Next was an excerpt from Kuik Swee Boon’s Silences We Are Familiar With, a piece that was first commissioned and presented during the da:ns festival in 2012. Moving and poetic, the five dancers traversed across the large stage in a flurry of covering distance with each precise extension, and I felt myself settling into a comfortable state of having my own breaths match the rhythm of the dancers. Kuik’s pieces have always had a kind of pliancy to them and I’ve imagined watching his dances as akin to watching a spiral twirl continuously; likewise for this performance, the movements seemed to ebb and flow the same way one’s natural energies do, a harmonious blend of tension and release in a liminal state of being, anchored to this world by the squeaks of the dancers’ shoes against the dance mat. From the post-show dialogue, I found out that this particular excerpt was the excerpt of love. It felt fittingly poetic to me that while the dancers sought to fill in the empty spaces with their bodies, the only tangible marks left are those by rubber soles, almost like scorch marks against the black dance mat. Much like love’s residue.
Nanyang Academy of Fine Arts followed up with a diverse display of emotional performances that run through a whole spectrum. Lee Wan Yu’s Her Voice was a personal piece on discovering what it means to be a woman, and it was first performed at NAFA’s Crossing 2017: Diploma in Dance Showcase. Beautiful and empowering while playing on the dichotomies of femininity, the six dancers emerged dressed in flowing dresses in gentle colors while making their first movements assertively against the narration of extracts from Virginia Woolf’s ‘Professions for Women’ and ‘3 Guineas’ by Adrian Crowley, a deliberate ironic choice by Lee to highlight how a woman’s identity can never be separated from men. As a piece about womanhood, the movements were never feminine or delicate, even as the soundtrack segued into a piece by Steve Reich that evoked fantastical elements in a jovial tone that marked a celebration of femininity. The piece ended with the dancers facing the audience, eyes wide and fierce, almost demanding an explanation with each foot stomp, or refuting a misconception with each advance. The performance ended in silence, with six girls still glaring into the audience in an assertion that it is who they are, that makes them women.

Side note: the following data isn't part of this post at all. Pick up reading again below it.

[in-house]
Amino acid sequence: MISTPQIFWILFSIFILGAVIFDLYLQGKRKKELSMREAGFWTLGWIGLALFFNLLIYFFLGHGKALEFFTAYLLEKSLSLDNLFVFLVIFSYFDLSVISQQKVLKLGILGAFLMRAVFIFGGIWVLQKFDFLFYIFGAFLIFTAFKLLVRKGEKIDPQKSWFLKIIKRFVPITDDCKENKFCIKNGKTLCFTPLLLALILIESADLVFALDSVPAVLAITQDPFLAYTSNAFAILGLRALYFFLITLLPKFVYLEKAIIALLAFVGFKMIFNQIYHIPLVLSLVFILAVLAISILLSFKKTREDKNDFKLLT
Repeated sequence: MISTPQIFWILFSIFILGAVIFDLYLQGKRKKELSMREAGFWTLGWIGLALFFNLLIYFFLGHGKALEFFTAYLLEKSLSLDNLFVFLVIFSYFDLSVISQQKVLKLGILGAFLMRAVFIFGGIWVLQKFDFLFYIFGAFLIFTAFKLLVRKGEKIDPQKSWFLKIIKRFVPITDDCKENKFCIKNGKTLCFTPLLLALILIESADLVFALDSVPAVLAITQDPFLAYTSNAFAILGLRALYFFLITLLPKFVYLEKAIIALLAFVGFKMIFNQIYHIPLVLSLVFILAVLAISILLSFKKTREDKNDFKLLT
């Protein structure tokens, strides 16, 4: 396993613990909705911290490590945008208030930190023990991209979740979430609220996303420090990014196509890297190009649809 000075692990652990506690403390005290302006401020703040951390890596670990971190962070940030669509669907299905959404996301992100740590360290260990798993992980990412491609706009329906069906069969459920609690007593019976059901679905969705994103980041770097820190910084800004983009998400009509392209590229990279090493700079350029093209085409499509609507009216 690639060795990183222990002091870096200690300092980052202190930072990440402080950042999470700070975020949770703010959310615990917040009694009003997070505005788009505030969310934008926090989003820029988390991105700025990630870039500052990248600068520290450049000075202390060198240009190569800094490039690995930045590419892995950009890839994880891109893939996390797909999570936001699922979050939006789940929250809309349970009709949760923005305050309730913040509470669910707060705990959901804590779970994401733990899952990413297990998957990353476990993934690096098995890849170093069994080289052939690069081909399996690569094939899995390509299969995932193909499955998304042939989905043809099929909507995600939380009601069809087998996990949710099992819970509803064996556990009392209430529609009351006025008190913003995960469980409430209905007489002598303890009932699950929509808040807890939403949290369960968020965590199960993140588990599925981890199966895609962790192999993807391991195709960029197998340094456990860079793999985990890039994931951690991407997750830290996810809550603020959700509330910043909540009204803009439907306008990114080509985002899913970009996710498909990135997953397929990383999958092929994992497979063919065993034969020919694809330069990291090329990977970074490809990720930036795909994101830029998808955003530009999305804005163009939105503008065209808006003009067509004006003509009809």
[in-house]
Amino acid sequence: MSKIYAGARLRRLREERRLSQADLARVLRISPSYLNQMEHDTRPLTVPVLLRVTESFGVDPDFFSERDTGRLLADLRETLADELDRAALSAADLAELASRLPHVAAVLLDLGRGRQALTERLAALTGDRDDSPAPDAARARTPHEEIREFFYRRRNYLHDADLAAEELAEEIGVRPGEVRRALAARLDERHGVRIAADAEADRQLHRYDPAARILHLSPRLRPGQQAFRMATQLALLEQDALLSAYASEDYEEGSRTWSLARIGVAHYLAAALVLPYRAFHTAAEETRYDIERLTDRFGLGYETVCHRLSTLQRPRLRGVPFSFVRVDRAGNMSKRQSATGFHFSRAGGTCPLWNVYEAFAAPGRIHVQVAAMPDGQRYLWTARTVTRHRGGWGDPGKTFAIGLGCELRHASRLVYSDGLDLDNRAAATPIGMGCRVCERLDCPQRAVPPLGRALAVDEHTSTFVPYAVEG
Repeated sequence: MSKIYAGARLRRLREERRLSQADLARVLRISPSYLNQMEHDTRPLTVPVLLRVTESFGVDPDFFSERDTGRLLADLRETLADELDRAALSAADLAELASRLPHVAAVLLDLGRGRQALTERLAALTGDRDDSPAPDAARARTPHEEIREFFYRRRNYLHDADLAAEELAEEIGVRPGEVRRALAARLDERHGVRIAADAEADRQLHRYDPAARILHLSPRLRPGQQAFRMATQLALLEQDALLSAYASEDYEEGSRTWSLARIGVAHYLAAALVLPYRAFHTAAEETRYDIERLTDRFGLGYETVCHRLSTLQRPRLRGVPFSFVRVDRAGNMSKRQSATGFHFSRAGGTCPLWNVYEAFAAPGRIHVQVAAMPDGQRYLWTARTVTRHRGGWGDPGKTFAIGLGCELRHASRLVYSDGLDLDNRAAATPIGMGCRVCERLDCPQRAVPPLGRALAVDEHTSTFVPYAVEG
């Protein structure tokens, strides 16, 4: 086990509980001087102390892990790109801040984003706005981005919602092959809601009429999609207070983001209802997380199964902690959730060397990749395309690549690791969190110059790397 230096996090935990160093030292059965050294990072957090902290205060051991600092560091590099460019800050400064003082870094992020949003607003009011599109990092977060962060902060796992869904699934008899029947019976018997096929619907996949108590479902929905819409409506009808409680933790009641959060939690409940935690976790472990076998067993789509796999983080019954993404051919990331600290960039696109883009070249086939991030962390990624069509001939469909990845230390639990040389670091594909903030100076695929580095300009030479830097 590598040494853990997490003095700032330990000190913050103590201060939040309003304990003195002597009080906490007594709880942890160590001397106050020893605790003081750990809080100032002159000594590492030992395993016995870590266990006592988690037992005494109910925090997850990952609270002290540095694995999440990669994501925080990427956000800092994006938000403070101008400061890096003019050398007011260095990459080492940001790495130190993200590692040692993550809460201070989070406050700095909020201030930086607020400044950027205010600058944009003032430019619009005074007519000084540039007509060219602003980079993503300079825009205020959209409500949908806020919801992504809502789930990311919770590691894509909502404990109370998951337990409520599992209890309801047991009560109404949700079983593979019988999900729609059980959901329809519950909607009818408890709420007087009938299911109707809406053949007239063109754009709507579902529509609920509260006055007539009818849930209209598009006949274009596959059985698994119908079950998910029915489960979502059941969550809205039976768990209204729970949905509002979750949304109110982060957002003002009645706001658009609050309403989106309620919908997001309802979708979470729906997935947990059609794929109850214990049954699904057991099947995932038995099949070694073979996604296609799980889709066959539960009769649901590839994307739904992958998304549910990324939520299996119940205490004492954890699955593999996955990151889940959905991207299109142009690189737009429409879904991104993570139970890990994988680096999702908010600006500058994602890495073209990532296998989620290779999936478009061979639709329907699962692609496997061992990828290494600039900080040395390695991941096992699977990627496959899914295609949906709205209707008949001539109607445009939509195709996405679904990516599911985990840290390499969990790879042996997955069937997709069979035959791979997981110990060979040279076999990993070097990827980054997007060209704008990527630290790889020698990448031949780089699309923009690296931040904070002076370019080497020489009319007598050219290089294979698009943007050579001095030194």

Flux by Jereh Leung was inspired by the anime, Koe no katachi (A Silent Voice) written by Oima Yoshitoki, with the narrative of the anime revolving around Nishimiya, a student with impaired hearing that was bullied. Premised as a piece that was deconstructed and reassembled, Leung’s piece was fascinating to watch, as devoid of a linear structure, the performance took on new meaning in indescribable ways. Certain movements were identifiable to the narrative highlighted to us; when the dancers took turns to lay each other face down, and I was able to deduce it to be related to the experience of bullying, but it was done gently and softly, which produced a new take on the subject matter.